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Spending on U.S. digital political ads to top $1 billion for first time

Social media companies' political ad policies
Social media companies review political ad policies as 2020 race heats up 05:28

Spending on U.S. digital political advertising in the current electoral cycle will likely top $1 billion for the first time, according to a new report.

Political campaigns and groups will spend $1.3 billion on online ads during the 2019-2020 election season, with more voters expected to donate to candidates in this year's presidential election, research firm eMarketer estimates.

Spending on digital political ads this election cycle amounts to more than three times the last presidential cycle, largely due to the large number of Democratic primary candidates, the research firm said. Those roughly two dozen candidates have spent millions to compile lists and acquire small donors, eMarketer noted.

Beyond individual donations, billionaire candidates Michael Bloomberg and Tom Steyer have sunk large sums into their own campaigns and "prioritized digital ads in their ad mix," according to the report. The company also noted that President Donald Trump spent liberally on digital ads in revving up his campaign.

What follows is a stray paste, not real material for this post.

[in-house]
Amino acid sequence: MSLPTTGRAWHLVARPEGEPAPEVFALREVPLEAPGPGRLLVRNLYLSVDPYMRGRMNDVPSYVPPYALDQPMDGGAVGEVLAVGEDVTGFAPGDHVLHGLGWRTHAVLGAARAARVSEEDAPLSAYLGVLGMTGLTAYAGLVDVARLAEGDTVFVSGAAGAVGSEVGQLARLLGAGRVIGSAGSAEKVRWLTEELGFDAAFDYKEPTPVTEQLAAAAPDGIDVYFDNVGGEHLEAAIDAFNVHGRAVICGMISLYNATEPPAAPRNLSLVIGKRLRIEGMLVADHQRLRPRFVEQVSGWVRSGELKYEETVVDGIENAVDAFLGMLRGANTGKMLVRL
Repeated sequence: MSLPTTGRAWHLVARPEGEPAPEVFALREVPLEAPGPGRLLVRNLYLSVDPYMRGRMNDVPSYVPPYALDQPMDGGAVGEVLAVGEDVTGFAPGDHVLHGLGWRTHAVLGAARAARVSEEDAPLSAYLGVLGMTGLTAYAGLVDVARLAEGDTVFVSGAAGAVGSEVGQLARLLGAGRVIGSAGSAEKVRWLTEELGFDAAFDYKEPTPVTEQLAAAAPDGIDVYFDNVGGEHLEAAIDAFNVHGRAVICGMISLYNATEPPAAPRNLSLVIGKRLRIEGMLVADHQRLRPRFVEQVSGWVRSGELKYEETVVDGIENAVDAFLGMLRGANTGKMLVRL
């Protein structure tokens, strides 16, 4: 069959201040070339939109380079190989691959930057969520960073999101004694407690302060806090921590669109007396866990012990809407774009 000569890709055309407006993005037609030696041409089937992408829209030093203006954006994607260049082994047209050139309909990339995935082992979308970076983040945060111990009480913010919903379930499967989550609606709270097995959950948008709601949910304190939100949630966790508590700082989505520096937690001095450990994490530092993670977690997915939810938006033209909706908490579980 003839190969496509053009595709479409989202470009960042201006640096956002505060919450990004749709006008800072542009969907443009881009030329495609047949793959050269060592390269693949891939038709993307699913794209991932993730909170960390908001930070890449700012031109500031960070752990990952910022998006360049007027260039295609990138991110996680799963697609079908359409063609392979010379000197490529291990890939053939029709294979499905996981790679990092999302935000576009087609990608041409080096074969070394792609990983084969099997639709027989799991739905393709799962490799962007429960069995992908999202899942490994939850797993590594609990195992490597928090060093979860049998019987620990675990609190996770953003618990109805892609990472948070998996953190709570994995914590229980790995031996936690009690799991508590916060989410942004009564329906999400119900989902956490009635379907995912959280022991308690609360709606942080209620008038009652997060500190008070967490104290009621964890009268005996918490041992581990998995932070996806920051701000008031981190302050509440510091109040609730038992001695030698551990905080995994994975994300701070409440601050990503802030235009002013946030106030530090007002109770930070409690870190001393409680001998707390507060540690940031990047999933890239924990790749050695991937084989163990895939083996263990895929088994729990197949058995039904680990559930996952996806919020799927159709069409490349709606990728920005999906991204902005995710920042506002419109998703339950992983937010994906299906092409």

"Campaigns will spend the money they have, so to a large extent total political ad spending this year is dictated by the success of fundraising efforts — along with billionaires' willingness to spend their own money," eMarketer principal analyst Nicole Perrin said in a statement. 

Facebook is pulling in roughly 59% of the money spent on digital political ads, which equates to $797 million, eMarketer projected. Google is a distant second, accounting for 18% of spending. Facebook continues to accept political advertising and has declined to impose as many restrictions as its competitors, including Google and Twitter.

2020 Democrats increase ad buys ahead of New Hampshire primary 09:40

Facebook said last month that it would not limit how political ads can be targeted to specific groups, as its Google did in November to fight misinformation. The social media company also has resisted calls to ban political ads outright, as Twitter did last October

Spotify in late December said it would suspend political ads in early 2020, as the streaming music service could not ensure their accuracy.  

That said, TV spending still rules, making up 66% of the $6.9 billion total that eMarketer projects will be spent on political ads. 

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